IoT and Embedded Devices

Promising applications of robot hearing technology are IoT and embedded devices. For embedded devices, we were conducting research in collaboration with HRI-JP, aiming at applications to ICT and mobility. For example, HRI-JP is the developer of a tablet device with a microphone array and a car navigation system with a multi-person interaction function using an ultra-thin processor board from System In Frontier, Inc. In addition, there is a start-up company (Hyable, Inc.) that provides a discussion analysis service using robot hearing technology as a cloud service.


In our laboratory, we are currently working on two main topics. One is the calibration of microphones or microphone arrays when they are used as IoT devices, which is a kind of research on sensor networks. In general, when multiple microphones or microphone arrays are integrated, information such as the position and orientation of each microphone array is required. This research topic to calibrate such information automatically without manual measurement.

Another is a sound processing framework for MEC (Multi-access Edge Computing) with the spread of 5G in mind. Because MEC enables a part of processing in the cloud services to be executed near IoT devices, a processing latency can be expected to be reduced.However, whether each process is executed in the IoT device, the MEC device, or the cloud depends largely on the application. Therefore, we are aiming to build a framework that allows us to freely select devices that execute various functions of robot audition according to the application, which provides high degrees of freedom in system design.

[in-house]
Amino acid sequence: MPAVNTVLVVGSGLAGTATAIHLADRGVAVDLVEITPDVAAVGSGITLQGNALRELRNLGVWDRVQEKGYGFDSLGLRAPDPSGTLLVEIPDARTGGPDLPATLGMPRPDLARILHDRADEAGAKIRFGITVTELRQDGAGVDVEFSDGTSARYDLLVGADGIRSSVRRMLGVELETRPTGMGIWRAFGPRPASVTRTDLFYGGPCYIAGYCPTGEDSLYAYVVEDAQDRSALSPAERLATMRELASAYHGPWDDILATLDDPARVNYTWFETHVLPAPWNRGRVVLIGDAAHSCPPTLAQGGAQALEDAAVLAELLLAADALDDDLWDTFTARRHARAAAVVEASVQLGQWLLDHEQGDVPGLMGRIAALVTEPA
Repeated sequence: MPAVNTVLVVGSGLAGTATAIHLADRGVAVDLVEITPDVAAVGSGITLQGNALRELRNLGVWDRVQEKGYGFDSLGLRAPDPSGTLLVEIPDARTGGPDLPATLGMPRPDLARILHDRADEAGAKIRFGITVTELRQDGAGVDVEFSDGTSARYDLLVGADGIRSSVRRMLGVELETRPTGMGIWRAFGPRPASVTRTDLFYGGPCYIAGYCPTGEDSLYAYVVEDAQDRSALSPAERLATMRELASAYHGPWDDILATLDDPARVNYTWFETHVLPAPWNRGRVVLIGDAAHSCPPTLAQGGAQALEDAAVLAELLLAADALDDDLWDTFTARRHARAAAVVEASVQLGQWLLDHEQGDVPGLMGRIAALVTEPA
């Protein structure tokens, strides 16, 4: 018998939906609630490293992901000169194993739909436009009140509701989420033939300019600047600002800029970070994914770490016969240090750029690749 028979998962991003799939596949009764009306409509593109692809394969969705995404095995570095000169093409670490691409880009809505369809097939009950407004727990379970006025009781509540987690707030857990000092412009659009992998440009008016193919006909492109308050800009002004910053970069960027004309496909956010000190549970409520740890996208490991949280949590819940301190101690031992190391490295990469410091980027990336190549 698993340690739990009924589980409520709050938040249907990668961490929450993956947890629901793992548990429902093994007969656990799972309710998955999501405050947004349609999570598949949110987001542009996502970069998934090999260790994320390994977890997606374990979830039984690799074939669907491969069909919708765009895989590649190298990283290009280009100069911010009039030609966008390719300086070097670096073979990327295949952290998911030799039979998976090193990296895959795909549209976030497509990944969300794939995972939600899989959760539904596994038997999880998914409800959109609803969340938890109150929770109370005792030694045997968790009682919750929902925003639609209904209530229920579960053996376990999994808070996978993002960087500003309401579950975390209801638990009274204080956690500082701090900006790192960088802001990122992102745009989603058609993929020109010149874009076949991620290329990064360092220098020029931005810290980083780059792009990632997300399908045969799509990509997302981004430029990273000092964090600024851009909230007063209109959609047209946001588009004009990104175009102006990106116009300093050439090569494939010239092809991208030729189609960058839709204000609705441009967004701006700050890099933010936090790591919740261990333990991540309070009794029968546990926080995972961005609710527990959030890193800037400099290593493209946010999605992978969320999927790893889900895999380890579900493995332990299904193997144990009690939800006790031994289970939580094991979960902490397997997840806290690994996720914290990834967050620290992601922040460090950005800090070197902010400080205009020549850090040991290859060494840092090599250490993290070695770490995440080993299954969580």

Flexible sound processing IoT framework for multi-access edge computing

Demonstration of a tablet with a microphone array (with HRI-JP)
The ultra-thin processor is embedded in the tablet case with 8 microphones, it can estimate sound source direction and separate sound sources for better automatic speech recognition by the help of HARK. This can be used as a tool that supports hearing impaired people and multilingual communication.


Demonstration of an in-vehicle information system (with HRI-JP)

A general car navigation system with voice recognition functions always requires the user to press the button, or wake-up-words before he or she commands. When the button is pressed or the wake-up-word is uttered, the music is muted, the air conditioner volume is reduced, and a beeping sound is heard. If the user starts speaking before this beep, the speech recognition function will not work properly. However, with HARK, speech recognition is robust even under noisy music and high air volume. In addition to enable the system to be button-less, it can distinguish and recognize speeches from both driver’s seat and passenger’s seat.


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